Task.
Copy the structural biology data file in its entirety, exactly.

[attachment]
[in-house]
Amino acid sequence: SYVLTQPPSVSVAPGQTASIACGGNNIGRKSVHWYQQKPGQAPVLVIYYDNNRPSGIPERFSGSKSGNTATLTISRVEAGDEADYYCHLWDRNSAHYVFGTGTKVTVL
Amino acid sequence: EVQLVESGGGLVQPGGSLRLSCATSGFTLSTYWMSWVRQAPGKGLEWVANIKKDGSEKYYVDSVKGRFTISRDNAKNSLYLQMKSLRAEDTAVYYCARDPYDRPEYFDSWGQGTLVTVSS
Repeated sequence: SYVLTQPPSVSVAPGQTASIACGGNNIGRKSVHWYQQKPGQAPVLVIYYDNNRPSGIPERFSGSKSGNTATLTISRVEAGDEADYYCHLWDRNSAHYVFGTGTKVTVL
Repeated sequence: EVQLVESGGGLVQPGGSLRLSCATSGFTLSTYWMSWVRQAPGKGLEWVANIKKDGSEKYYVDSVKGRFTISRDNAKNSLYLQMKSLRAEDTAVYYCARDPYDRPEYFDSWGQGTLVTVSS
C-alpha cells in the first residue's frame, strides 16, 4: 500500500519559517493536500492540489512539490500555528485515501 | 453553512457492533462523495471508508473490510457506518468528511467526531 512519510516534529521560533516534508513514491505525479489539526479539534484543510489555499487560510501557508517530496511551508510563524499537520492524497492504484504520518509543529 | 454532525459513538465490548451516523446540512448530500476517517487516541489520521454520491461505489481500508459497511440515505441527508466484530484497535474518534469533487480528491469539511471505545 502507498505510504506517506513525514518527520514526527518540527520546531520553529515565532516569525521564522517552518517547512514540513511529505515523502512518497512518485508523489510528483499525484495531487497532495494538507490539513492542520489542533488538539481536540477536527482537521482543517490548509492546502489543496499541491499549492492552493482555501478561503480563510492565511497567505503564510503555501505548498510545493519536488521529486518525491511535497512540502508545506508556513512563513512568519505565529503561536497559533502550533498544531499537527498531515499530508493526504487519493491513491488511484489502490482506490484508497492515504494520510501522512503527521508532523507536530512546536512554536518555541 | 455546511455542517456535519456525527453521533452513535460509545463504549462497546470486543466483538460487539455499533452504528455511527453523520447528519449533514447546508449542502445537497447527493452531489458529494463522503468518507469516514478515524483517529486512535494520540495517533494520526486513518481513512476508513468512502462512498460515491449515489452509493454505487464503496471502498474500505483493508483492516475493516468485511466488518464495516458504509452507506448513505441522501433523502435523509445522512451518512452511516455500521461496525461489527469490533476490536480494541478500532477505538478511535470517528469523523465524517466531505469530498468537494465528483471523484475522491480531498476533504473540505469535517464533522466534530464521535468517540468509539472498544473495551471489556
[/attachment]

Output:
[in-house]
Amino acid sequence: SYVLTQPPSVSVAPGQTASIACGGNNIGRKSVHWYQQKPGQAPVLVIYYDNNRPSGIPERFSGSKSGNTATLTISRVEAGDEADYYCHLWDRNSAHYVFGTGTKVTVL
Amino acid sequence: EVQLVESGGGLVQPGGSLRLSCATSGFTLSTYWMSWVRQAPGKGLEWVANIKKDGSEKYYVDSVKGRFTISRDNAKNSLYLQMKSLRAEDTAVYYCARDPYDRPEYFDSWGQGTLVTVSS
Repeated sequence: SYVLTQPPSVSVAPGQTASIACGGNNIGRKSVHWYQQKPGQAPVLVIYYDNNRPSGIPERFSGSKSGNTATLTISRVEAGDEADYYCHLWDRNSAHYVFGTGTKVTVL
Repeated sequence: EVQLVESGGGLVQPGGSLRLSCATSGFTLSTYWMSWVRQAPGKGLEWVANIKKDGSEKYYVDSVKGRFTISRDNAKNSLYLQMKSLRAEDTAVYYCARDPYDRPEYFDSWGQGTLVTVSS
C-alpha cells in the first residue's frame, strides 16, 4: 500500500519559517493536500492540489512539490500555528485515501 | 453553512457492533462523495471508508473490510457506518468528511467526531 512519510516534529521560533516534508513514491505525479489539526479539534484543510489555499487560510501557508517530496511551508510563524499537520492524497492504484504520518509543529 | 454532525459513538465490548451516523446540512448530500476517517487516541489520521454520491461505489481500508459497511440515505441527508466484530484497535474518534469533487480528491469539511471505545 502507498505510504506517506513525514518527520514526527518540527520546531520553529515565532516569525521564522517552518517547512514540513511529505515523502512518497512518485508523489510528483499525484495531487497532495494538507490539513492542520489542533488538539481536540477536527482537521482543517490548509492546502489543496499541491499549492492552493482555501478561503480563510492565511497567505503564510503555501505548498510545493519536488521529486518525491511535497512540502508545506508556513512563513512568519505565529503561536497559533502550533498544531499537527498531515499530508493526504487519493491513491488511484489502490482506490484508497492515504494520510501522512503527521508532523507536530512546536512554536518555541 | 455546511455542517456535519456525527453521533452513535460509545463504549462497546470486543466483538460487539455499533452504528455511527453523520447528519449533514447546508449542502445537497447527493452531489458529494463522503468518507469516514478515524483517529486512535494520540495517533494520526486513518481513512476508513468512502462512498460515491449515489452509493454505487464503496471502498474500505483493508483492516475493516468485511466488518464495516458504509452507506448513505441522501433523502435523509445522512451518512452511516455500521461496525461489527469490533476490536480494541478500532477505538478511535470517528469523523465524517466531505469530498468537494465528483471523484475522491480531498476533504473540505469535517464533522466534530464521535468517540468509539472498544473495551471489556